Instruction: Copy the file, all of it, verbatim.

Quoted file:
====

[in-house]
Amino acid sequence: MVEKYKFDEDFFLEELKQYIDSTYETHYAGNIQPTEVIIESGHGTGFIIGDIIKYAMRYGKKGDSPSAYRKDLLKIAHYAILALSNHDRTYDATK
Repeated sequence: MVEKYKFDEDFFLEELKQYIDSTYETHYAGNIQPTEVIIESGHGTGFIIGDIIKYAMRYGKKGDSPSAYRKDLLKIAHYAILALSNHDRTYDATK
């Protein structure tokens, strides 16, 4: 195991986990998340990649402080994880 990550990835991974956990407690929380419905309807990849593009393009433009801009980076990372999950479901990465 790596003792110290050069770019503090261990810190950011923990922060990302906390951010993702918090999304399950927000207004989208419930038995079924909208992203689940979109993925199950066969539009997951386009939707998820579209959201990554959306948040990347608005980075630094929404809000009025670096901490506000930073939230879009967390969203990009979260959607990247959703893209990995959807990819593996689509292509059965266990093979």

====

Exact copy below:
[in-house]
Amino acid sequence: MVEKYKFDEDFFLEELKQYIDSTYETHYAGNIQPTEVIIESGHGTGFIIGDIIKYAMRYGKKGDSPSAYRKDLLKIAHYAILALSNHDRTYDATK
Repeated sequence: MVEKYKFDEDFFLEELKQYIDSTYETHYAGNIQPTEVIIESGHGTGFIIGDIIKYAMRYGKKGDSPSAYRKDLLKIAHYAILALSNHDRTYDATK
């Protein structure tokens, strides 16, 4: 195991986990998340990649402080994880 990550990835991974956990407690929380419905309807990849593009393009433009801009980076990372999950479901990465 790596003792110290050069770019503090261990810190950011923990922060990302906390951010993702918090999304399950927000207004989208419930038995079924909208992203689940979109993925199950066969539009997951386009939707998820579209959201990554959306948040990347608005980075630094929404809000009025670096901490506000930073939230879009967390969203990009979260959607990247959703893209990995959807990819593996689509292509059965266990093979």